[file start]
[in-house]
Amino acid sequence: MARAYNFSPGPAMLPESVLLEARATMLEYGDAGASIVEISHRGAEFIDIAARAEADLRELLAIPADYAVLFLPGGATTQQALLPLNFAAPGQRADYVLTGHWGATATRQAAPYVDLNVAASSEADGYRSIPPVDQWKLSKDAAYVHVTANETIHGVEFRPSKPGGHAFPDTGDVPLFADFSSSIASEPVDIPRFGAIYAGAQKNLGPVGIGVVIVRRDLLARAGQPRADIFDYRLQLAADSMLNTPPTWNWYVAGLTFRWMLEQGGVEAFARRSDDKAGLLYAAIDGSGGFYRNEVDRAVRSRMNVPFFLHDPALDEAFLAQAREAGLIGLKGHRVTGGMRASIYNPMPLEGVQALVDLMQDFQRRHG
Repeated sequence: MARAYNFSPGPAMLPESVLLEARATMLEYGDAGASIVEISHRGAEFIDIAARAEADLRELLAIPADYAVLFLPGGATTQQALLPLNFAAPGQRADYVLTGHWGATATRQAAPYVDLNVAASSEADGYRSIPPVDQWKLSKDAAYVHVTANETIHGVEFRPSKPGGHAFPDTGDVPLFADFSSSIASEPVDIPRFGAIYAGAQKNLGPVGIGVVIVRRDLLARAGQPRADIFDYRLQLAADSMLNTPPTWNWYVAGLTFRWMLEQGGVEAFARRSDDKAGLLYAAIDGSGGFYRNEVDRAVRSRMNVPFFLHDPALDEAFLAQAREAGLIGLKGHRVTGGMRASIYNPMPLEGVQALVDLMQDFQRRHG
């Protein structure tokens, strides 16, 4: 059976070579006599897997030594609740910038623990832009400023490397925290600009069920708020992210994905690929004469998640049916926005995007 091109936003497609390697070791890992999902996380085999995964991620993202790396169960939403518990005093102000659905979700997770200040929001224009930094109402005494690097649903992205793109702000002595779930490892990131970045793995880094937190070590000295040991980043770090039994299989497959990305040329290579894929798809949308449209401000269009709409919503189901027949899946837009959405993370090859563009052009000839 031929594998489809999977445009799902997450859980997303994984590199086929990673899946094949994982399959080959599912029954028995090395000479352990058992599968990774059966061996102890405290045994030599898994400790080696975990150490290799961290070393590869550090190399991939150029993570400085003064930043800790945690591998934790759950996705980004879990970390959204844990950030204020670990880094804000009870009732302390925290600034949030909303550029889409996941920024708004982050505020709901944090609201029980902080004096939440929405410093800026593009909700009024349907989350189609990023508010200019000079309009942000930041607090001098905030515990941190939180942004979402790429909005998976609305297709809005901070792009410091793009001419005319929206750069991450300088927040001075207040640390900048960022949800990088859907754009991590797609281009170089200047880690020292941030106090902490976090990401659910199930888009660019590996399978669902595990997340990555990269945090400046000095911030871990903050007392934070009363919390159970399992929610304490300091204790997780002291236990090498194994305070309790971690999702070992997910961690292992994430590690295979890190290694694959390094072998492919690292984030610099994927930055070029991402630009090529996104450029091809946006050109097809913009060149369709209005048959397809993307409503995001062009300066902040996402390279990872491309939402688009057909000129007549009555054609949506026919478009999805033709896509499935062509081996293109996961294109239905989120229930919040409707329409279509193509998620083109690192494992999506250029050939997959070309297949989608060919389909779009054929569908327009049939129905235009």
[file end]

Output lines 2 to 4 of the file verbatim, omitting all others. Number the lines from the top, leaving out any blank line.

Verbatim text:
Amino acid sequence: MARAYNFSPGPAMLPESVLLEARATMLEYGDAGASIVEISHRGAEFIDIAARAEADLRELLAIPADYAVLFLPGGATTQQALLPLNFAAPGQRADYVLTGHWGATATRQAAPYVDLNVAASSEADGYRSIPPVDQWKLSKDAAYVHVTANETIHGVEFRPSKPGGHAFPDTGDVPLFADFSSSIASEPVDIPRFGAIYAGAQKNLGPVGIGVVIVRRDLLARAGQPRADIFDYRLQLAADSMLNTPPTWNWYVAGLTFRWMLEQGGVEAFARRSDDKAGLLYAAIDGSGGFYRNEVDRAVRSRMNVPFFLHDPALDEAFLAQAREAGLIGLKGHRVTGGMRASIYNPMPLEGVQALVDLMQDFQRRHG
Repeated sequence: MARAYNFSPGPAMLPESVLLEARATMLEYGDAGASIVEISHRGAEFIDIAARAEADLRELLAIPADYAVLFLPGGATTQQALLPLNFAAPGQRADYVLTGHWGATATRQAAPYVDLNVAASSEADGYRSIPPVDQWKLSKDAAYVHVTANETIHGVEFRPSKPGGHAFPDTGDVPLFADFSSSIASEPVDIPRFGAIYAGAQKNLGPVGIGVVIVRRDLLARAGQPRADIFDYRLQLAADSMLNTPPTWNWYVAGLTFRWMLEQGGVEAFARRSDDKAGLLYAAIDGSGGFYRNEVDRAVRSRMNVPFFLHDPALDEAFLAQAREAGLIGLKGHRVTGGMRASIYNPMPLEGVQALVDLMQDFQRRHG
């Protein structure tokens, strides 16, 4: 059976070579006599897997030594609740910038623990832009400023490397925290600009069920708020992210994905690929004469998640049916926005995007 091109936003497609390697070791890992999902996380085999995964991620993202790396169960939403518990005093102000659905979700997770200040929001224009930094109402005494690097649903992205793109702000002595779930490892990131970045793995880094937190070590000295040991980043770090039994299989497959990305040329290579894929798809949308449209401000269009709409919503189901027949899946837009959405993370090859563009052009000839 031929594998489809999977445009799902997450859980997303994984590199086929990673899946094949994982399959080959599912029954028995090395000479352990058992599968990774059966061996102890405290045994030599898994400790080696975990150490290799961290070393590869550090190399991939150029993570400085003064930043800790945690591998934790759950996705980004879990970390959204844990950030204020670990880094804000009870009732302390925290600034949030909303550029889409996941920024708004982050505020709901944090609201029980902080004096939440929405410093800026593009909700009024349907989350189609990023508010200019000079309009942000930041607090001098905030515990941190939180942004979402790429909005998976609305297709809005901070792009410091793009001419005319929206750069991450300088927040001075207040640390900048960022949800990088859907754009991590797609281009170089200047880690020292941030106090902490976090990401659910199930888009660019590996399978669902595990997340990555990269945090400046000095911030871990903050007392934070009363919390159970399992929610304490300091204790997780002291236990090498194994305070309790971690999702070992997910961690292992994430590690295979890190290694694959390094072998492919690292984030610099994927930055070029991402630009090529996104450029091809946006050109097809913009060149369709209005048959397809993307409503995001062009300066902040996402390279990872491309939402688009057909000129007549009555054609949506026919478009999805033709896509499935062509081996293109996961294109239905989120229930919040409707329409279509193509998620083109690192494992999506250029050939997959070309297949989608060919389909779009054929569908327009049939129905235009």